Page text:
Articles | Volume 5, issue 2
Atmos. Chem. Phys., 5, 465–481, 2005
https://doi.org/10.5194/acp-5-465-2005
Atmos. Chem. Phys., 5, 465–481, 2005
https://doi.org/10.5194/acp-5-465-2005

  15 Feb 2005

15 Feb 2005

Eddy covariance flux measurements of biogenic VOCs during ECHO 2003 using proton transfer reaction mass spectrometry

C. Spirig1, A. Neftel1, C. Ammann1, J. Dommen2, W. Grabmer3, A. Thielmann4, A. Schaub5, J. Beauchamp3, A. Wisthaler3, and A. Hansel3 C. Spirig et al.
  • 1Agroscope, Swiss Federal Research Station for Agroecology and Agriculture, Reckenholzstr. 191, 8046 Zürich, Switzerland
  • 2Laboratory of Atmospheric Chemistry, Paul Scherrer Institut, Villigen, Switzerland
  • 3Institute of Ion Physics, University of Innsbruck, Austria
  • 4Max Planck Institute for Chemistry, Mainz, Germany
  • 5Research Centre Jülich, Germany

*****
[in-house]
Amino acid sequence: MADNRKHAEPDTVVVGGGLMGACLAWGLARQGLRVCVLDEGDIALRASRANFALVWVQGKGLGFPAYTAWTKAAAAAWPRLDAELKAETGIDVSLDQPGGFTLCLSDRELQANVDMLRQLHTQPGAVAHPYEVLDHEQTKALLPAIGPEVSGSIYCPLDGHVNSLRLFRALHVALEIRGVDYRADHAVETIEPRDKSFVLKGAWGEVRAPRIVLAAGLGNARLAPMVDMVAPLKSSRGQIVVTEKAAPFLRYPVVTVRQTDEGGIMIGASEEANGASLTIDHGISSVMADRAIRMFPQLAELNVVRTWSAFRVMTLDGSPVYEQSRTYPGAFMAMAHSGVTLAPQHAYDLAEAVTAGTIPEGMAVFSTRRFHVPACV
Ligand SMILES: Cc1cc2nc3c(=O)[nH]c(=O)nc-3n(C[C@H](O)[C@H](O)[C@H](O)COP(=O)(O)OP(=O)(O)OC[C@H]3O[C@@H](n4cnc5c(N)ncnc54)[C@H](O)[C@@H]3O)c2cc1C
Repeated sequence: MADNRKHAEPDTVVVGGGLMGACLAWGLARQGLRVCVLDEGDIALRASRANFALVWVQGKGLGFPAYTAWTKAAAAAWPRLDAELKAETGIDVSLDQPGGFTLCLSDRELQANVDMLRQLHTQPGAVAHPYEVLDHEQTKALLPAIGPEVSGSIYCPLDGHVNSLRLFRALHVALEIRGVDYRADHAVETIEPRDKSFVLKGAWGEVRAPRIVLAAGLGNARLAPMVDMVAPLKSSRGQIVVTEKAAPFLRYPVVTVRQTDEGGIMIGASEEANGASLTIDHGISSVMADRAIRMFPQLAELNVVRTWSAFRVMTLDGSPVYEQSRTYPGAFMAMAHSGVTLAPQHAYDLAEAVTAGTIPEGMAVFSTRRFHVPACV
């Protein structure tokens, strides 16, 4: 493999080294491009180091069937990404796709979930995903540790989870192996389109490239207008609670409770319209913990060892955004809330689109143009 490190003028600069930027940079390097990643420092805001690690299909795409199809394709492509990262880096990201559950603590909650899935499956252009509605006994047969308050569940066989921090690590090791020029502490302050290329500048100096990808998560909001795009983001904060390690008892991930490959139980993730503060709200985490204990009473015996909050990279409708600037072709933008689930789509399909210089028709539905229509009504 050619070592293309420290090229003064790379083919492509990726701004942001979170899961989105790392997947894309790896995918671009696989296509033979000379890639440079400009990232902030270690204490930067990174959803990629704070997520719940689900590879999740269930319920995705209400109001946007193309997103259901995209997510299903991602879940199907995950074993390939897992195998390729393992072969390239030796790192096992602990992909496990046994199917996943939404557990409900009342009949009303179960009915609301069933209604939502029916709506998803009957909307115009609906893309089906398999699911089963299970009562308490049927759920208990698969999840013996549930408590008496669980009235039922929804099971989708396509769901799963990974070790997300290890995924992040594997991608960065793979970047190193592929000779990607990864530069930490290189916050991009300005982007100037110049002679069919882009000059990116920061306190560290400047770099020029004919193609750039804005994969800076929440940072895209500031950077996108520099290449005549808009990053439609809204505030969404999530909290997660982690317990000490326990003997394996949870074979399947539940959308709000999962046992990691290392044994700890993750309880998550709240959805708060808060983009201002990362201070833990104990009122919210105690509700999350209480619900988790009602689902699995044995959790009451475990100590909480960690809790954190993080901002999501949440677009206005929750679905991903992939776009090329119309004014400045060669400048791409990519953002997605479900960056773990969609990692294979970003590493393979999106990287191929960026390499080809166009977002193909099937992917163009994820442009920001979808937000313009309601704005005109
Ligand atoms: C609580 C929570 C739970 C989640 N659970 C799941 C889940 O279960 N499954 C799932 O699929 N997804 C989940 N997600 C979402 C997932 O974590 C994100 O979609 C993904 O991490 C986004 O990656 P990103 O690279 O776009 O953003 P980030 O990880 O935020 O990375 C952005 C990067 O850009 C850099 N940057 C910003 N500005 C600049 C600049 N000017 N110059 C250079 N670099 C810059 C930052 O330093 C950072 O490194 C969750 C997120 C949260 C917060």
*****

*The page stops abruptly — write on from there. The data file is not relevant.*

Abstract. Within the framework of the AFO 2000 project ECHO, two PTR-MS instruments were operated in combination with sonic anemometers to determine biogenic VOC fluxes from a mixed deciduous forest site in North-Western Germany. The measurement site was characterised by a forest of inhomogeneous composition, complex canopy structure, limited extension in certain wind directions and frequent calm wind conditions during night time. The eddy covariance (EC) technique was applied since it represents the most direct flux measurement approach on the canopy scale and is, therefore, least susceptible to these non-ideal conditions. A specific flux calculation method was used to account for the sequential multi-component PTR-MS measurements and allowing an individual delay time adjustment as well as a rigorous quality control based on cospectral analysis. The validated flux results are consistent with light and temperature dependent emissions of isoprene and monoterpenes from this forest, with average daytime emissions of 0.94 and 0.3µg m-2s-1, respectively. Emissions of methanol reached on average 0.087µg m-2s-1 during daytime, but fluxes were too small to be detected during night time. Upward fluxes of the isoprene oxidation products methyl vinyl ketone (MVK) and methacrolein (MACR) were also found, being two orders of magnitude lower than those of isoprene. Calculations with an analytical footprint model indicate that the observed isoprene fluxes correlate with the fraction of oaks within the footprints of the flux measurement.

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